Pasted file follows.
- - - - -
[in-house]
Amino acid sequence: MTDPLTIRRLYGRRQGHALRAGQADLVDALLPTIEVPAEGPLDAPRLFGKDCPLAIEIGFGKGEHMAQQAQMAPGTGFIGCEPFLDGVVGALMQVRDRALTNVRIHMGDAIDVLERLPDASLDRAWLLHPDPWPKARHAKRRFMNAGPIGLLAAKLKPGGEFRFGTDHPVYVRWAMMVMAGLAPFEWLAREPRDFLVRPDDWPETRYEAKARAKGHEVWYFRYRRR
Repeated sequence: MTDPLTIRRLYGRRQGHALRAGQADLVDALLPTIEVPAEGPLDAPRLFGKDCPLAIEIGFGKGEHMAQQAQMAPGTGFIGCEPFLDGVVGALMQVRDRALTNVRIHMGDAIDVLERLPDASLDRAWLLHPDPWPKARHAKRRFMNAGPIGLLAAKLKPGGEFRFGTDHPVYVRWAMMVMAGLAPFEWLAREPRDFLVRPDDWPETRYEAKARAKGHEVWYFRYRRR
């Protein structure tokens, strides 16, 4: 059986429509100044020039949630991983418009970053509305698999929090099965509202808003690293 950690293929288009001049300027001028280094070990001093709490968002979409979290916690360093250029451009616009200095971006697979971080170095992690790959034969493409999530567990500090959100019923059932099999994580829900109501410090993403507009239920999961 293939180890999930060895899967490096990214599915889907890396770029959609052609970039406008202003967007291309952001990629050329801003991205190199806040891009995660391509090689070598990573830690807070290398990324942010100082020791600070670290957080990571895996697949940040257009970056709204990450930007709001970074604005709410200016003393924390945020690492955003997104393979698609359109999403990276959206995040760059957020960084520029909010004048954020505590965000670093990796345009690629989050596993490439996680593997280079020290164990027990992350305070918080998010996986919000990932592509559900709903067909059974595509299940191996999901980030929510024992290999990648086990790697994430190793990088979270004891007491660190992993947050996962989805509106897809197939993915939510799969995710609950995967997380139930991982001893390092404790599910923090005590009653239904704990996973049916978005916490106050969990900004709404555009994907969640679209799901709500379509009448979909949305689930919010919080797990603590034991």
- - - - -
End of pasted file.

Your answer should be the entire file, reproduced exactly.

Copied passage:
[in-house]
Amino acid sequence: MTDPLTIRRLYGRRQGHALRAGQADLVDALLPTIEVPAEGPLDAPRLFGKDCPLAIEIGFGKGEHMAQQAQMAPGTGFIGCEPFLDGVVGALMQVRDRALTNVRIHMGDAIDVLERLPDASLDRAWLLHPDPWPKARHAKRRFMNAGPIGLLAAKLKPGGEFRFGTDHPVYVRWAMMVMAGLAPFEWLAREPRDFLVRPDDWPETRYEAKARAKGHEVWYFRYRRR
Repeated sequence: MTDPLTIRRLYGRRQGHALRAGQADLVDALLPTIEVPAEGPLDAPRLFGKDCPLAIEIGFGKGEHMAQQAQMAPGTGFIGCEPFLDGVVGALMQVRDRALTNVRIHMGDAIDVLERLPDASLDRAWLLHPDPWPKARHAKRRFMNAGPIGLLAAKLKPGGEFRFGTDHPVYVRWAMMVMAGLAPFEWLAREPRDFLVRPDDWPETRYEAKARAKGHEVWYFRYRRR
């Protein structure tokens, strides 16, 4: 059986429509100044020039949630991983418009970053509305698999929090099965509202808003690293 950690293929288009001049300027001028280094070990001093709490968002979409979290916690360093250029451009616009200095971006697979971080170095992690790959034969493409999530567990500090959100019923059932099999994580829900109501410090993403507009239920999961 293939180890999930060895899967490096990214599915889907890396770029959609052609970039406008202003967007291309952001990629050329801003991205190199806040891009995660391509090689070598990573830690807070290398990324942010100082020791600070670290957080990571895996697949940040257009970056709204990450930007709001970074604005709410200016003393924390945020690492955003997104393979698609359109999403990276959206995040760059957020960084520029909010004048954020505590965000670093990796345009690629989050596993490439996680593997280079020290164990027990992350305070918080998010996986919000990932592509559900709903067909059974595509299940191996999901980030929510024992290999990648086990790697994430190793990088979270004891007491660190992993947050996962989805509106897809197939993915939510799969995710609950995967997380139930991982001893390092404790599910923090005590009653239904704990996973049916978005916490106050969990900004709404555009994907969640679209799901709500379509009448979909949305689930919010919080797990603590034991």